As to “meeting full demonstrated need,” Haverford’s financial aid formula is not publicized, as is the case at many other schools, but there are a few things we do know. Haverford clearly does not have as generous a formula as schools such as Harvard, which automatically considers applicants whose families have incomes under $60K to be full-need and does not require them to pay any tuition. We can also examine the “Common Data Set” report statistics to ascertain additional information about both Haverford’s aid and admissions policies.
President Dan Weiss has repeatedly made a point of emphasizing that under no-loan Haverford had an exceptionally “generous” financial aid policy compared to its peers. The Common Data Set statistics demonstrate that this claim holds at the level of slogans but not on the ground. For example, Bryn Mawr College, which does not have need-blind admission, nevertheless determines as much or a little more financial need on average per student than Haverford: both schools determine about half of students to have financial need, assigning an average of $40K aid to each of those students. (Bryn Mawr’s tuition is lower than Haverford’s so equal aid packages implies greater need of Bryn Mawr students.) Wesleyan and Reed, schools that have recently adopted need-sensitive admission policies, also meet or exceed Haverford’s socio-economic diversity. As for strictly grant aid given, under “no-loan” Haverford total aid level per student (discount rate) was slightly ahead of Bryn Mawr, equal with Wesleyan, and behind Reed.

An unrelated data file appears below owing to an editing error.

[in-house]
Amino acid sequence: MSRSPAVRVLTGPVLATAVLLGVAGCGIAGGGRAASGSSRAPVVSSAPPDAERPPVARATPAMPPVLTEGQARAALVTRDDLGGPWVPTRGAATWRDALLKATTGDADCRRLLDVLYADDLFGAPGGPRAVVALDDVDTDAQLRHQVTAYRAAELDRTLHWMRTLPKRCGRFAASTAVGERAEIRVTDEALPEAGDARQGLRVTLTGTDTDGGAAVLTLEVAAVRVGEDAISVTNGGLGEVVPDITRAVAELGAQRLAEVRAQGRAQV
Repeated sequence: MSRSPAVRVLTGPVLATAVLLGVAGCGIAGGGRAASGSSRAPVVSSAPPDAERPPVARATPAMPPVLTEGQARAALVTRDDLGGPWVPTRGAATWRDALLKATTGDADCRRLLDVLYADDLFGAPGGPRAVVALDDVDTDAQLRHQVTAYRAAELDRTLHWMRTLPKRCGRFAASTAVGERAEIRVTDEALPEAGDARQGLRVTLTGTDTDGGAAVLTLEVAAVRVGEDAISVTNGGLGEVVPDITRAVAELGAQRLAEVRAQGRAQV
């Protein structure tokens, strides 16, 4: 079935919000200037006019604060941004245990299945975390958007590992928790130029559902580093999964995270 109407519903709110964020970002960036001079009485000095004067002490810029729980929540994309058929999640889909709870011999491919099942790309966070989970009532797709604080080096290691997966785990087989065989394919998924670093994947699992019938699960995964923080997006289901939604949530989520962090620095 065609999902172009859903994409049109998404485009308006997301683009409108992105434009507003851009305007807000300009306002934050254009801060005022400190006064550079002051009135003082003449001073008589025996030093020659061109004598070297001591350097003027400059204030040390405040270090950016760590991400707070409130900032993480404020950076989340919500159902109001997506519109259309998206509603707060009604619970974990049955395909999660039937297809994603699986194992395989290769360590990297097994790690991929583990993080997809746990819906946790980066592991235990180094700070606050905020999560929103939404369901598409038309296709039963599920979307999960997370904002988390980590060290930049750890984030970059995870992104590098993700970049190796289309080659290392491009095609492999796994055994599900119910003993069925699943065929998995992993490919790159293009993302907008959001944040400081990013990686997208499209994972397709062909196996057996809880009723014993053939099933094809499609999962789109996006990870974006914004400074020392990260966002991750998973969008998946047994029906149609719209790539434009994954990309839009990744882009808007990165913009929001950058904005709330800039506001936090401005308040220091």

Haverford’s Position as an Elite Liberal Arts College
Haverford’s status places it in a position both to create opportunities for students from marginalized backgrounds, and at the same time makes it a gatekeeper for the existing ruling class. It is still relatively recently that elite higher education has not been reserved for the sons of rich white people, and the future landscape of higher education as many access barriers are broken down is still unclear. Haverford’s admissions and financial aid policies demonstrate a lack of confidence as to whether students from marginalized backgrounds can really become world leaders, promote the College’s reputation, and give back to the College.
The elimination of the no-loan policy, as Fords for Affordability argued to the Board, is less about a potential 3% savings in the annual financial aid budget than about changing the composition of future Haverford alumni. But it is also not the only sort of aid policy Haverford could adopt to support its low- and middle-income students. Haverford could adopt a policy like Harvard’s and require no family contribution for a larger range of families. Haverford could ensure prestigious summer internships each year for all of its students on financial aid, or on some minimum level of aid, since lower-income students are more likely to be relying exclusively on Haverford’s network for summer and post-grad employment opportunities.